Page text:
The route along the southeastern coast and into the East Fjords is said to be one of the most underrated parts of Iceland. The West Fjords get all the attention but this time of year there is still too much snow and, on this trip, too little time for us to venture that far so the East Fjords will have to fulfill our craving for the beauty and drama of the fjords.
This should be our longest driving day, about 6 hours without stops and I really don’t think not stopping is even an option especially when you consider he drive will be characterized by spectacular fjords, tranquil fishing villages, rugged tundra and sweeping landscapes. It looks was a very long day, especially for Susan who is doing all of the driving.
It doesn’t take long for the drama to unfold, mountains in the distance and long sweeps of black sand beach against the deep blue sea.
Nearing Djúpivogur we see a photo op and walk out into a field where there is a large rock, good for an overview of the valley. We are shooting when I notice something in the field that at first I think are more rocks but on zooming in I see a herd of reindeer resting in the grass.
The village of Djúpivogur boasts a new outdoor artwork “Eggs of Merry Bay” by Icelandic artist Sigurður Guðmundsson and intrigued us enough to go looking for it. The artwork consists of 34 eggs, one representing each of the species of local birds. The eggs are all similar in size except for one, which is the largest one and belongs to the red – throated diver, the characteristic bird of Djúpivogur.
There were some tunnels through the mountains rather than around and these were one lane! At the entry point was sign designating who had the right away inside the tunnel and inside there were small spots provided (marked with an “M”) to pull over but there wasn’t much room, a real nail-biter.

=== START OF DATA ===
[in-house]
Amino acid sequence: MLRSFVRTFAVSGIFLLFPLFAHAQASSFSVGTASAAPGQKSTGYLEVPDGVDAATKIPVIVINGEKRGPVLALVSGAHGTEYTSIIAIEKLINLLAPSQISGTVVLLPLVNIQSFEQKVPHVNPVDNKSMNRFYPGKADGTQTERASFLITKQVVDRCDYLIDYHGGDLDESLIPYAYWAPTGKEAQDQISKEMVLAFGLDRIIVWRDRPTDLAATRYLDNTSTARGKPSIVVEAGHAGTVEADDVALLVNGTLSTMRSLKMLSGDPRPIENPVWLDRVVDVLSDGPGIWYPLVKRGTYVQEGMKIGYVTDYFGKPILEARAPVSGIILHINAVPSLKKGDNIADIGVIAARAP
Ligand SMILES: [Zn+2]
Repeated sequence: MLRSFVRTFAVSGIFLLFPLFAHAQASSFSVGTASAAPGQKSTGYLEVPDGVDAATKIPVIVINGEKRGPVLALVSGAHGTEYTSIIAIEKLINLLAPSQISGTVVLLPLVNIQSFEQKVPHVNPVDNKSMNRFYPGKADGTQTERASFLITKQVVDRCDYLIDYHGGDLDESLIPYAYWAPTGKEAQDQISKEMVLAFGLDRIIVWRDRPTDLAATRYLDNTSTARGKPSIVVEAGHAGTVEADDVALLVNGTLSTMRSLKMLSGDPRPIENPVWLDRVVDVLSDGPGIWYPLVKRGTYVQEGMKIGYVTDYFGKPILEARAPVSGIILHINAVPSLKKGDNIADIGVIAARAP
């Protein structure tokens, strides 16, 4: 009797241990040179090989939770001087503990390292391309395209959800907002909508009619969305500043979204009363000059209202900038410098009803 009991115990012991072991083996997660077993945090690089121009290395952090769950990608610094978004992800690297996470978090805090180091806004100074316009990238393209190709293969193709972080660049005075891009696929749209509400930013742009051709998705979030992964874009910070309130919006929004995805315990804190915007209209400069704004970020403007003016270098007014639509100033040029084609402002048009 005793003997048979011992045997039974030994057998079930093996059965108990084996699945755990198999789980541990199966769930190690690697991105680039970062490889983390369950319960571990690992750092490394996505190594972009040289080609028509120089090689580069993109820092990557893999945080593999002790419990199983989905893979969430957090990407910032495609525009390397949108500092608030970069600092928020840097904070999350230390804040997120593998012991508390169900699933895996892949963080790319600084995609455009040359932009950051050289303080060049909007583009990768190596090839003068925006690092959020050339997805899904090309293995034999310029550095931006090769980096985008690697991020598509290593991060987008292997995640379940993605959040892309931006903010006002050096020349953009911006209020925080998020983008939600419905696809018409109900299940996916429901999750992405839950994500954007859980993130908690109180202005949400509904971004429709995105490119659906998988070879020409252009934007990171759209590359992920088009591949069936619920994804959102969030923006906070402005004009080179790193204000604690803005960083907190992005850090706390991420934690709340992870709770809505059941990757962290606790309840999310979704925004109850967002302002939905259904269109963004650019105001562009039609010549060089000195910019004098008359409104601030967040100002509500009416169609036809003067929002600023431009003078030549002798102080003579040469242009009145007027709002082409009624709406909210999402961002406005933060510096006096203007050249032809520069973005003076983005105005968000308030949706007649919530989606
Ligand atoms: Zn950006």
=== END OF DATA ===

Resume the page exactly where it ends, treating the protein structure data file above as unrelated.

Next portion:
The roads are very narrow, steep drops to the ocean below or broad plains stretching form the mountains to the sea, many of the roads had no guardrails and lucky for us very little traffic, it was slow driving around the fjords but jaw dropping gorgeous.
And then we began to see more and more snow as we climbed into the mountains, leaving the coast behind. The first sight of the white wonderland was beautiful but after a couple of hours we were weary of it, just a vast plain of white, it was mind-numbing and we just wanted to get to the lake, anything to break up the monotony! It seems we have become quite spoiled I mean, after all, it is a beautiful day, the sun is shining and the snow is glistening but oh what I would give for a change of scene.
Then . . . as we came around a bend . . . a beautiful valley spread out before us with countless mountain peaks dotting the landscape – look for a pull out, look for a pull out, even a small one, WE HAVE TO STOP!!!!!!
Revived, refreshed (it was really cold) and our senses sated we climbed back into the car and continued on our way. Boy did we ever need that little break!
On to the Lake Myvatn region, an interesting unusual part of Iceland. On the east side of the lake is the Namafjall geothermal field also known as Hverir, a trail is dotted with boiling mud pots, surrounded by sulfur crystals of many different colours. The geothermal activity makes it look as though the Earth is slowly trying to turn itself insideout It is quite smelly as you would expect, the soil in the area has little growth and is sour due to erosion and the sulfur from the atmosphere. Indeed, the old rock-covered boreholes in the area give off a lot of hot steam, beware.
We knew that we were in striking distance of our hotel now and my back was screaming GET OUT OF THE CAR! As we pulled out though Susan mentioned that she hadn’t see the turn-off to Detifoss Falls yet, a place that she really had her heart set on seeing. We had talked about it earlier in the day and I thought we had decided to return in the morning since it was going to be such a long day but she still had the energy and desire to find it tonight. I couldn’t go much farther and the turn-off that I saw was snow covered and about about 12 miles back. She kindly offered to drop us at the hotel, 9 miles ahead, and I gratefully accepted her offer. We drove around Lake Myvatn to find our hotel, checked in where I collapsed on the bed and Susan headed back out. I admit to feeling pretty guilty as we enjoyed a glass of wine and dined on Arctic char then bellies full fell into bed.
Map of today’s route.